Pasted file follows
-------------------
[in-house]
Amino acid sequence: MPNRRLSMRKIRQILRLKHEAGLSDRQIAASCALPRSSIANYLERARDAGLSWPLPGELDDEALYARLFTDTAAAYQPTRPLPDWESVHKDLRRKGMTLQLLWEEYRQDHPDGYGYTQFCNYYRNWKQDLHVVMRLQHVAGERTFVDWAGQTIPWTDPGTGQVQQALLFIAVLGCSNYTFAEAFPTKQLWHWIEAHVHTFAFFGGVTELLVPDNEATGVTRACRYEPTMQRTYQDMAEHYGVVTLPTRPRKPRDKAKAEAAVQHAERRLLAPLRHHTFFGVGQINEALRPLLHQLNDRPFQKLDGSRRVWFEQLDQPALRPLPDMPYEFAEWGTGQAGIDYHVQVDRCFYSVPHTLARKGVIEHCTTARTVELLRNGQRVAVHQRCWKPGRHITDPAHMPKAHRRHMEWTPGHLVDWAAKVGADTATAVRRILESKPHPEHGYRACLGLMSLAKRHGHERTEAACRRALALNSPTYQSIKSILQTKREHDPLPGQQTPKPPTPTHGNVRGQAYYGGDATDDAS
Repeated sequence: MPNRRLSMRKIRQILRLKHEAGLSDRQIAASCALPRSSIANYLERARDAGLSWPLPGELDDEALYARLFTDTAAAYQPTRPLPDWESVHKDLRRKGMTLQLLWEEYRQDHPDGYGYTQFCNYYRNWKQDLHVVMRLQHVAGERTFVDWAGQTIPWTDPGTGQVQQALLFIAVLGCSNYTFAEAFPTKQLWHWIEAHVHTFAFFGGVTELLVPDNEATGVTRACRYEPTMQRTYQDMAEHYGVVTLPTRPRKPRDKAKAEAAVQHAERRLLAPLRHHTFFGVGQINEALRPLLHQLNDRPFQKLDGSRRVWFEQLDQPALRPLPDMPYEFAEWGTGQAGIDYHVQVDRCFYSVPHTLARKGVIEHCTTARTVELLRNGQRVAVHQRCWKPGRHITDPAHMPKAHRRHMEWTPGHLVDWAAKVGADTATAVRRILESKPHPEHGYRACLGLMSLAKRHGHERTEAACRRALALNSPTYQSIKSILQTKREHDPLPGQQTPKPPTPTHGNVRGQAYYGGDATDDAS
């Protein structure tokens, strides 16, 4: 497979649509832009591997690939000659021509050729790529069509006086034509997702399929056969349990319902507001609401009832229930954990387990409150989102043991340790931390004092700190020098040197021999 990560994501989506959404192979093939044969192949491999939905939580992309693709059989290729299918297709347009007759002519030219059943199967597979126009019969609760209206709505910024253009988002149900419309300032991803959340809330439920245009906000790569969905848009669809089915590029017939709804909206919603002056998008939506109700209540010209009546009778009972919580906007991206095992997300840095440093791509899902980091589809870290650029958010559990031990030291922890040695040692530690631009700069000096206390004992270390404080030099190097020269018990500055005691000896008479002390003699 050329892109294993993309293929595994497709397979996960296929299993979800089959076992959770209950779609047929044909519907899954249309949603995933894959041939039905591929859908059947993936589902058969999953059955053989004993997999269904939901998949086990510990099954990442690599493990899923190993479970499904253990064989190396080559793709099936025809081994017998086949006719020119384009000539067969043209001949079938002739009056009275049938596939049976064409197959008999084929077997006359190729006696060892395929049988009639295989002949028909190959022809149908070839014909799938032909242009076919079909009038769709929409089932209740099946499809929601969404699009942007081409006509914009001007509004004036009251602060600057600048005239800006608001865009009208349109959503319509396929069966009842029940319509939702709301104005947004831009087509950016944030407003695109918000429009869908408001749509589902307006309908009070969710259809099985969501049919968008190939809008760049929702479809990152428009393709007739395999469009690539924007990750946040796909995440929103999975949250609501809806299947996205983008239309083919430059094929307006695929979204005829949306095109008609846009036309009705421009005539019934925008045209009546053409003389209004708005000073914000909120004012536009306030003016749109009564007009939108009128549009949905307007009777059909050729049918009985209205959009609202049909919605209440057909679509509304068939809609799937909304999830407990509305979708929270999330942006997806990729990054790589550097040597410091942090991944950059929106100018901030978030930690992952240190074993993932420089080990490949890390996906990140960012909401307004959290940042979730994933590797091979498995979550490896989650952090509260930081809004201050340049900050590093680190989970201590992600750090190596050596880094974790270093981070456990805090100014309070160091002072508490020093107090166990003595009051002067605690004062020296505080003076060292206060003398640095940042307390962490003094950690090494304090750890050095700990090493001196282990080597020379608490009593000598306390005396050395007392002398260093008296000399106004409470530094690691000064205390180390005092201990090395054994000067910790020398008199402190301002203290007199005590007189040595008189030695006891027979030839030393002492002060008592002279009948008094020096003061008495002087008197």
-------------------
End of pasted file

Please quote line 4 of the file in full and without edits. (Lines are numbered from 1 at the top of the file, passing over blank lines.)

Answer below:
């Protein structure tokens, strides 16, 4: 497979649509832009591997690939000659021509050729790529069509006086034509997702399929056969349990319902507001609401009832229930954990387990409150989102043991340790931390004092700190020098040197021999 990560994501989506959404192979093939044969192949491999939905939580992309693709059989290729299918297709347009007759002519030219059943199967597979126009019969609760209206709505910024253009988002149900419309300032991803959340809330439920245009906000790569969905848009669809089915590029017939709804909206919603002056998008939506109700209540010209009546009778009972919580906007991206095992997300840095440093791509899902980091589809870290650029958010559990031990030291922890040695040692530690631009700069000096206390004992270390404080030099190097020269018990500055005691000896008479002390003699 050329892109294993993309293929595994497709397979996960296929299993979800089959076992959770209950779609047929044909519907899954249309949603995933894959041939039905591929859908059947993936589902058969999953059955053989004993997999269904939901998949086990510990099954990442690599493990899923190993479970499904253990064989190396080559793709099936025809081994017998086949006719020119384009000539067969043209001949079938002739009056009275049938596939049976064409197959008999084929077997006359190729006696060892395929049988009639295989002949028909190959022809149908070839014909799938032909242009076919079909009038769709929409089932209740099946499809929601969404699009942007081409006509914009001007509004004036009251602060600057600048005239800006608001865009009208349109959503319509396929069966009842029940319509939702709301104005947004831009087509950016944030407003695109918000429009869908408001749509589902307006309908009070969710259809099985969501049919968008190939809008760049929702479809990152428009393709007739395999469009690539924007990750946040796909995440929103999975949250609501809806299947996205983008239309083919430059094929307006695929979204005829949306095109008609846009036309009705421009005539019934925008045209009546053409003389209004708005000073914000909120004012536009306030003016749109009564007009939108009128549009949905307007009777059909050729049918009985209205959009609202049909919605209440057909679509509304068939809609799937909304999830407990509305979708929270999330942006997806990729990054790589550097040597410091942090991944950059929106100018901030978030930690992952240190074993993932420089080990490949890390996906990140960012909401307004959290940042979730994933590797091979498995979550490896989650952090509260930081809004201050340049900050590093680190989970201590992600750090190596050596880094974790270093981070456990805090100014309070160091002072508490020093107090166990003595009051002067605690004062020296505080003076060292206060003398640095940042307390962490003094950690090494304090750890050095700990090493001196282990080597020379608490009593000598306390005396050395007392002398260093008296000399106004409470530094690691000064205390180390005092201990090395054994000067910790020398008199402190301002203290007199005590007189040595008189030695006891027979030839030393002492002060008592002279009948008094020096003061008495002087008197």